Home > NEWS > 55-Year-Old Ban On Cheap Dal Khesari May Be Lifted But Questions Remain

55-Year-Old Ban On Cheap Dal Khesari May Be Lifted But Questions Remain

21,January, 2016
 


Experts say khesari dal once widely cultivated will be mixed with other dals and sold.Panna, Madhya Pradesh:
In the drought-hit district of Panna in Madhya Pradesh, khesari dal is the main source of nutrition for 20-year-old Jayanti Malik. Ms Malik’s family owns five acres of land this year and has not sown anything except khesari Dal on almost a quarter of the land.
This is the only crop, they say, which can survive the harshest climates, ripens quickly and yields up to 500 kilos per acre. Despite these advantages, khesari was banned in 1961 because its consumption was linked to the neurological disorder lathyrism – which causes paralysis of legs.
Ms Malik told NDTV, "We consume khesari because it is a cheap source of protein and we don’t have to do much to grow it. We are not aware that it is banned and have been growing it for years. So far, no one in our family has fallen ill after consuming it."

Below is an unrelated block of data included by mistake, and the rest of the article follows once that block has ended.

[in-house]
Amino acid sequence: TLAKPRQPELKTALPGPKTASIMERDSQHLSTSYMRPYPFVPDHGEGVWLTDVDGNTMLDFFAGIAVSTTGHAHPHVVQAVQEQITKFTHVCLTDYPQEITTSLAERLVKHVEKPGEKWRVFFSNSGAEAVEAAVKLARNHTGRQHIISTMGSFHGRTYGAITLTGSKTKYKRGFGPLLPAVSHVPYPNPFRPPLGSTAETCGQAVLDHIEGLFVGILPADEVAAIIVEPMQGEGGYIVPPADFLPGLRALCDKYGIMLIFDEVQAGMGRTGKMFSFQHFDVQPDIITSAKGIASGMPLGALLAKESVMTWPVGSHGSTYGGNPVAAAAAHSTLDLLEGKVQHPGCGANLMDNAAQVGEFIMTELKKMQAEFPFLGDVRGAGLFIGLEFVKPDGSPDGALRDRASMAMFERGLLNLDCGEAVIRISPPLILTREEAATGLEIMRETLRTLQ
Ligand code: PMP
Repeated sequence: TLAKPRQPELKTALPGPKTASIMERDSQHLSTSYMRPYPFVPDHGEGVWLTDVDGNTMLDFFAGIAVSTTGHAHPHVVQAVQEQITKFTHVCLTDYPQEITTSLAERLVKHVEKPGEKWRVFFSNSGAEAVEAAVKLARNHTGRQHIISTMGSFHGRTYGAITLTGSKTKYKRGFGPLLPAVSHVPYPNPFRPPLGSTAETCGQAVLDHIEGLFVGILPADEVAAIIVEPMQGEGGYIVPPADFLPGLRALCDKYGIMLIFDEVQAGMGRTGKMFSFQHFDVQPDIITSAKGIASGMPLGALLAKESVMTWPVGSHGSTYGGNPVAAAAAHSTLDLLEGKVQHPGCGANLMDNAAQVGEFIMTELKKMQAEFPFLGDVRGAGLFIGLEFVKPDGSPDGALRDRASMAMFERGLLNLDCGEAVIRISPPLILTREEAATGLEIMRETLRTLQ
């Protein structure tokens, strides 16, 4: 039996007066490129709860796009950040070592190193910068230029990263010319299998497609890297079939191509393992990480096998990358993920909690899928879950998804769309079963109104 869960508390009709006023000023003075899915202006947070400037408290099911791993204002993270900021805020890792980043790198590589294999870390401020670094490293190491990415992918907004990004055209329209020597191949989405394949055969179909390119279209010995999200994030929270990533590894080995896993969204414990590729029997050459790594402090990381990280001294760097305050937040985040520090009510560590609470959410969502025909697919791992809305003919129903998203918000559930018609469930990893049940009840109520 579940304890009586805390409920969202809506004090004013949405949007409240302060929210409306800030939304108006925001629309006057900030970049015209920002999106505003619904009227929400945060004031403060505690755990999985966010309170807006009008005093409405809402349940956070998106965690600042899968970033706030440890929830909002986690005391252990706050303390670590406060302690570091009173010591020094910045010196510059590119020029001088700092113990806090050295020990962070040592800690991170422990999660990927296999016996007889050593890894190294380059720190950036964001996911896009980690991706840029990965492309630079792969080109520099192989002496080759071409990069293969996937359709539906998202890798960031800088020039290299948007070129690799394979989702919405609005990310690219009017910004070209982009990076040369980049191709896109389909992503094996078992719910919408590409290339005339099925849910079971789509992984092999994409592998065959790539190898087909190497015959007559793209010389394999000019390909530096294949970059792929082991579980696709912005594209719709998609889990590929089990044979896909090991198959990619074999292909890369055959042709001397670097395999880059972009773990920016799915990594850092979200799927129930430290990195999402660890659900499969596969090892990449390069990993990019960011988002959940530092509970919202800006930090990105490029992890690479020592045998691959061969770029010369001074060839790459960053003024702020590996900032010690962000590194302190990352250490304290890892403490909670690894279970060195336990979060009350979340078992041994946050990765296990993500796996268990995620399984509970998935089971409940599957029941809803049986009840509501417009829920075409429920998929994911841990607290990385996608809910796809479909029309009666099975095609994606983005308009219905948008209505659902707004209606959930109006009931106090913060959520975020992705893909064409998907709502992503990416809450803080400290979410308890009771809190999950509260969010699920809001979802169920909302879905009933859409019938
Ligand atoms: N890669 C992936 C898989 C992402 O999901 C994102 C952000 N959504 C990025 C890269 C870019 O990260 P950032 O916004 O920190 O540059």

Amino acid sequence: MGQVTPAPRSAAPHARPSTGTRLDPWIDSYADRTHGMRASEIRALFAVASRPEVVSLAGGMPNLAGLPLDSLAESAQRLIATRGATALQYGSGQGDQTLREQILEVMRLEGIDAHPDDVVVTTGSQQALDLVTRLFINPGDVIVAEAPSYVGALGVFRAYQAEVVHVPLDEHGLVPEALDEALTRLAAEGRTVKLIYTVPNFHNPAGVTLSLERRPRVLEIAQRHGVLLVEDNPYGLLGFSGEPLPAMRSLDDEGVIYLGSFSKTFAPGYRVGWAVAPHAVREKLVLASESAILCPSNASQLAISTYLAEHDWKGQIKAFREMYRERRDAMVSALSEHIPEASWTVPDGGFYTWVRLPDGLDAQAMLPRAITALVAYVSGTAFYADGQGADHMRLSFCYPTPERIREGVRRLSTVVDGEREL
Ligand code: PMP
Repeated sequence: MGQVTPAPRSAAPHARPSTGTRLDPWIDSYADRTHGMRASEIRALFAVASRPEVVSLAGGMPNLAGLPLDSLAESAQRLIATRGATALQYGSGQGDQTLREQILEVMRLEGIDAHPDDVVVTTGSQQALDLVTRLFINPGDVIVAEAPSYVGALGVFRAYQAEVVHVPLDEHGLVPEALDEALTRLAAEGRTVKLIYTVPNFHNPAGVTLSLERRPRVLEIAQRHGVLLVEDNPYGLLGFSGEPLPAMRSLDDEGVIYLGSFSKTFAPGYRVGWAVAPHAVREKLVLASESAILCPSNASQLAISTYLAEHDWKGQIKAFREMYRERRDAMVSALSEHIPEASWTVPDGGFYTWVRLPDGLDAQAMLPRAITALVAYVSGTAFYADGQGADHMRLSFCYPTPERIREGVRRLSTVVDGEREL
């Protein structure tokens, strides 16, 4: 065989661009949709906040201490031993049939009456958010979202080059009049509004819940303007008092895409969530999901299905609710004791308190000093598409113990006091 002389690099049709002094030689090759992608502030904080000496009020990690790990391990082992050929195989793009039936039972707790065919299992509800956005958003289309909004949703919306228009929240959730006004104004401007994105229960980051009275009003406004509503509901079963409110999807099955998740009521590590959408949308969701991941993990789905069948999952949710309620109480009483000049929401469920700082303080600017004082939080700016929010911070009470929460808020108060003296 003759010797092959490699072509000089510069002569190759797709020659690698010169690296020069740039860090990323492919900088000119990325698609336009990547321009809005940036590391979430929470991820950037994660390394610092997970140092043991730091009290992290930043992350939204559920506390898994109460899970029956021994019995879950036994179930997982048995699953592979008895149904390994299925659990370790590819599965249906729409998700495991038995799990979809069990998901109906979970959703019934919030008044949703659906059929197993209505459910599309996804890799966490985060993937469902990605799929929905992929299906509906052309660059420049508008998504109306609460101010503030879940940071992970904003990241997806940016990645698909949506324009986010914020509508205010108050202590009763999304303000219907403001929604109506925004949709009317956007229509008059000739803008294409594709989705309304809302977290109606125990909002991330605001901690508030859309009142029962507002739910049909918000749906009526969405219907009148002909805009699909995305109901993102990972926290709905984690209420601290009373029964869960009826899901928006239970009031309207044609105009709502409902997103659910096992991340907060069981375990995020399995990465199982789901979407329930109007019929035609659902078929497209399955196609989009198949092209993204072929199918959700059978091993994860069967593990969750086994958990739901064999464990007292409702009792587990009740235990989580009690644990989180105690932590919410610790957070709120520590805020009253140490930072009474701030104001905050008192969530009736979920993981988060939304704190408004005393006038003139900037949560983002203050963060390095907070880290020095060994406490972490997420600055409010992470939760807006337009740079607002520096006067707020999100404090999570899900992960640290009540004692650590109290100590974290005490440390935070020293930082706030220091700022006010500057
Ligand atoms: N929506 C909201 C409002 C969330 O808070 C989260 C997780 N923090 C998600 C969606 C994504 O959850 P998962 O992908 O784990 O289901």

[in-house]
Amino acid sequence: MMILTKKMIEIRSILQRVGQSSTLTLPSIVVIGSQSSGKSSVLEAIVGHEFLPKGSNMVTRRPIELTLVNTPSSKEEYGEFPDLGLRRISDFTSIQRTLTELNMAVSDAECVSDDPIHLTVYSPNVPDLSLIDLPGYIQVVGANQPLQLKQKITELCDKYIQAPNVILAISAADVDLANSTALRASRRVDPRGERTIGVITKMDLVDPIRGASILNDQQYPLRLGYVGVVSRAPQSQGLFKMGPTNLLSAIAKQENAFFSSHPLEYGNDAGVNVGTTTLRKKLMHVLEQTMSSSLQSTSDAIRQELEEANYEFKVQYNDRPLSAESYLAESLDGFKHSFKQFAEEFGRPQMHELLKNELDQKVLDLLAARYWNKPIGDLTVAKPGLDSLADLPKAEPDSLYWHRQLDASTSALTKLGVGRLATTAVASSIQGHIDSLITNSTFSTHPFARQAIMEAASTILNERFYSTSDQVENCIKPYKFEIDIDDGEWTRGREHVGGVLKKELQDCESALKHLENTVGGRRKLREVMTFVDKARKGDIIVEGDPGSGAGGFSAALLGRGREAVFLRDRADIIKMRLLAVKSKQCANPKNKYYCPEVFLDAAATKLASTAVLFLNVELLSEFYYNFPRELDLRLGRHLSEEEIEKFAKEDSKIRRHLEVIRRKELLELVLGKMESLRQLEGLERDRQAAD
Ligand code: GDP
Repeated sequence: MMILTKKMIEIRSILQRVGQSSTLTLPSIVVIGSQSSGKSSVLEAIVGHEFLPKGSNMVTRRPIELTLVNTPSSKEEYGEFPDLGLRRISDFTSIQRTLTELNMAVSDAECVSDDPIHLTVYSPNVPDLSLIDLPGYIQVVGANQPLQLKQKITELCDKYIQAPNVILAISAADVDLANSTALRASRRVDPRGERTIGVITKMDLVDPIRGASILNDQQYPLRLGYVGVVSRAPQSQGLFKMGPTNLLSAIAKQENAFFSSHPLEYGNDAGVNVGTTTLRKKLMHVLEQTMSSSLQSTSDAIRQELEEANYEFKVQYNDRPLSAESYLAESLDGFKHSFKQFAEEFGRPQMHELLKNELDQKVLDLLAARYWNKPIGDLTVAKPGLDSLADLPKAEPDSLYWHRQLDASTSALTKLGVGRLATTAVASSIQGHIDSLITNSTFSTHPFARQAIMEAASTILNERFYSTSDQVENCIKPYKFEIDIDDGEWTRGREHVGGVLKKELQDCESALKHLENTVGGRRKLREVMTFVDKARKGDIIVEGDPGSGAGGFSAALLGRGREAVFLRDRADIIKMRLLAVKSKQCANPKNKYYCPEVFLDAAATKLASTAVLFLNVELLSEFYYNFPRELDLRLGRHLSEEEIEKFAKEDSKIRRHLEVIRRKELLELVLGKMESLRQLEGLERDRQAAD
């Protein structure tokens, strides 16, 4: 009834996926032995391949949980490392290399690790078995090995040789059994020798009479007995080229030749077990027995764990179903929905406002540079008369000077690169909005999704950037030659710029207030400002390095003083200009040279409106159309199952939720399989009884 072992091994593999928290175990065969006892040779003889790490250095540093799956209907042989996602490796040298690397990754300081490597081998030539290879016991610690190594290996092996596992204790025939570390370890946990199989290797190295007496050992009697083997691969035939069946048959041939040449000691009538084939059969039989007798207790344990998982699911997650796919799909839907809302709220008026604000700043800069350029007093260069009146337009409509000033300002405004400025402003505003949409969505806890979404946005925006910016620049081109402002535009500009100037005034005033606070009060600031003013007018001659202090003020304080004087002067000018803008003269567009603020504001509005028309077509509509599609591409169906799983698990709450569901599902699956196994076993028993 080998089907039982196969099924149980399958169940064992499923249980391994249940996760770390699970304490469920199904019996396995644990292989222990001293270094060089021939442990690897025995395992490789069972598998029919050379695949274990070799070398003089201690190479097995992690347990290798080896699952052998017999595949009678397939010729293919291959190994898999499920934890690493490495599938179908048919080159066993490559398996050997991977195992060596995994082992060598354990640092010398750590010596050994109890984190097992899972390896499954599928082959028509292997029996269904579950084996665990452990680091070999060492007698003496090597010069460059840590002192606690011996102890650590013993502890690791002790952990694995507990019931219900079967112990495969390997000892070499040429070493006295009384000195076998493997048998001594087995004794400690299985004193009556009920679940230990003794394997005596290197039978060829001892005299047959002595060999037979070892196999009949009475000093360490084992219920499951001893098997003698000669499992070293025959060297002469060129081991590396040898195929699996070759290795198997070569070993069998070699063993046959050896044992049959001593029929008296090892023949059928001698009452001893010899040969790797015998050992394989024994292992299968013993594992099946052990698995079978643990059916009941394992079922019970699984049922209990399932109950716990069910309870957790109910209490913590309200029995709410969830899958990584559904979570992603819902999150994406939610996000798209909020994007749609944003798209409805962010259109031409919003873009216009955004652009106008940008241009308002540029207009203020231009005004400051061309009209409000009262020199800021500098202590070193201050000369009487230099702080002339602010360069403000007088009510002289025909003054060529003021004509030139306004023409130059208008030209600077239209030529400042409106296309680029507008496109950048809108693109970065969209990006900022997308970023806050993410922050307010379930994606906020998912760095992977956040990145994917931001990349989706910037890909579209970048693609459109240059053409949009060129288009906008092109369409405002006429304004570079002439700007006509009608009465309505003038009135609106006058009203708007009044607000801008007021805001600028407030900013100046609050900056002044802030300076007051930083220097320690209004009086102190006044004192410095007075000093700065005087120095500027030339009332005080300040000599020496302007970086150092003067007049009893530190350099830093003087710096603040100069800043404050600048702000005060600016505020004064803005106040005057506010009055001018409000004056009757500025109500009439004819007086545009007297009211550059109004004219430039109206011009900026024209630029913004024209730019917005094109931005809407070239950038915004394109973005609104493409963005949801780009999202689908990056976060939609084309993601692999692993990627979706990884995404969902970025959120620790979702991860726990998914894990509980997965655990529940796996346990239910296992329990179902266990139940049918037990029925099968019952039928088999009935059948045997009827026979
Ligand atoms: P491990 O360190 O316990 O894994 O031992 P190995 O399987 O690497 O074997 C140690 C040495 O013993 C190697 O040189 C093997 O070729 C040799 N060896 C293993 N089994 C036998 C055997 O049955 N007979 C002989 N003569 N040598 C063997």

But, now it seems that the ban on the poor man’s lentil may soon be lifted. In a reply to an RTI query, the Indian Council of Agriculture Research admitted that a research panel headed by India Council of Medical Research has proposed lifting the ban. In the new varieties of the dal, the toxicity is "negligible." The proposal is now being considered by the Food Safety and Standards Authority of India.
Dr S Swaminathan, Director ICMR says, "When it is cooked, there will be negligible levels of toxins. Three varieties have been released. Research has been going on for at least six-seven years."
Research agencies feel the new varieties of the dal — mahateora, ratan and prateek — can reduce nutritional deficiencies in the poor. States like Madhya Pradesh are concerned because khesari is used for food adulteration. Agriculture expert and Activist Rakesh Deewan, who in the 70s even went to the Supreme Court to ensure effective implementation of the Ban on Khesari Dal, too says that lifting the ban will lead to khesari being mixed with more expensive dal varieties.
"The research panel says that the new varieties have negligible toxicity and not zero toxicity… The effect of the toxins cannot be felt immediately after consuming khesari but after some time," says Mr Deewan.

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